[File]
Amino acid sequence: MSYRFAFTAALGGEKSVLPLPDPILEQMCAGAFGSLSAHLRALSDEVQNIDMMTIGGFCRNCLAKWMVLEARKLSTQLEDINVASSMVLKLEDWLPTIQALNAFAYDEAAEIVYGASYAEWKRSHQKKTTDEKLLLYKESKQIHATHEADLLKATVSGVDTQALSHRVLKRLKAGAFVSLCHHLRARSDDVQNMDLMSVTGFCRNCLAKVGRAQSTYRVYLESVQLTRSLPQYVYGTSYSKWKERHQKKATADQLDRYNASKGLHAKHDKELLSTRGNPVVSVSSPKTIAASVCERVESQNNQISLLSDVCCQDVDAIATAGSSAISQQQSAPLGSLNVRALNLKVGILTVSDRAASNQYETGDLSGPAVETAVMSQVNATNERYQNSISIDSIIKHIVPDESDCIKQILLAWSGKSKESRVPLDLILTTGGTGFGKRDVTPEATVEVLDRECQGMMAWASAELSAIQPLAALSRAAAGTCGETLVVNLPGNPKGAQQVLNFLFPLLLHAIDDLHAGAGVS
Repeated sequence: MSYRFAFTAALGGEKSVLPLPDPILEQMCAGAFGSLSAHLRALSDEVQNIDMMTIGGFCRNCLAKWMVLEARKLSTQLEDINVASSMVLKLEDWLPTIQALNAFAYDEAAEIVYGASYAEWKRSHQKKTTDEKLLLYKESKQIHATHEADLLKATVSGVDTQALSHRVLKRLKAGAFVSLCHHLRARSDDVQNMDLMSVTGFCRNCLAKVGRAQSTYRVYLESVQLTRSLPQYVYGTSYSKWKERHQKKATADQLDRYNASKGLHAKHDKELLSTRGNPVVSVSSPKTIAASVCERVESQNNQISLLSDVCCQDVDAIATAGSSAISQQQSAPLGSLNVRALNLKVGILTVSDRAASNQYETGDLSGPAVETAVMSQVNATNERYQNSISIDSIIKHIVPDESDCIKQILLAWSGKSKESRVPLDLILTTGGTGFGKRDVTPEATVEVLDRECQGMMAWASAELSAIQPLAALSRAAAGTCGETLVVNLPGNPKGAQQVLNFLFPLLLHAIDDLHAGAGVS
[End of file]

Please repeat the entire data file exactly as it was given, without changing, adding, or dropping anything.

Amino acid sequence: MSYRFAFTAALGGEKSVLPLPDPILEQMCAGAFGSLSAHLRALSDEVQNIDMMTIGGFCRNCLAKWMVLEARKLSTQLEDINVASSMVLKLEDWLPTIQALNAFAYDEAAEIVYGASYAEWKRSHQKKTTDEKLLLYKESKQIHATHEADLLKATVSGVDTQALSHRVLKRLKAGAFVSLCHHLRARSDDVQNMDLMSVTGFCRNCLAKVGRAQSTYRVYLESVQLTRSLPQYVYGTSYSKWKERHQKKATADQLDRYNASKGLHAKHDKELLSTRGNPVVSVSSPKTIAASVCERVESQNNQISLLSDVCCQDVDAIATAGSSAISQQQSAPLGSLNVRALNLKVGILTVSDRAASNQYETGDLSGPAVETAVMSQVNATNERYQNSISIDSIIKHIVPDESDCIKQILLAWSGKSKESRVPLDLILTTGGTGFGKRDVTPEATVEVLDRECQGMMAWASAELSAIQPLAALSRAAAGTCGETLVVNLPGNPKGAQQVLNFLFPLLLHAIDDLHAGAGVS
Repeated sequence: MSYRFAFTAALGGEKSVLPLPDPILEQMCAGAFGSLSAHLRALSDEVQNIDMMTIGGFCRNCLAKWMVLEARKLSTQLEDINVASSMVLKLEDWLPTIQALNAFAYDEAAEIVYGASYAEWKRSHQKKTTDEKLLLYKESKQIHATHEADLLKATVSGVDTQALSHRVLKRLKAGAFVSLCHHLRARSDDVQNMDLMSVTGFCRNCLAKVGRAQSTYRVYLESVQLTRSLPQYVYGTSYSKWKERHQKKATADQLDRYNASKGLHAKHDKELLSTRGNPVVSVSSPKTIAASVCERVESQNNQISLLSDVCCQDVDAIATAGSSAISQQQSAPLGSLNVRALNLKVGILTVSDRAASNQYETGDLSGPAVETAVMSQVNATNERYQNSISIDSIIKHIVPDESDCIKQILLAWSGKSKESRVPLDLILTTGGTGFGKRDVTPEATVEVLDRECQGMMAWASAELSAIQPLAALSRAAAGTCGETLVVNLPGNPKGAQQVLNFLFPLLLHAIDDLHAGAGVS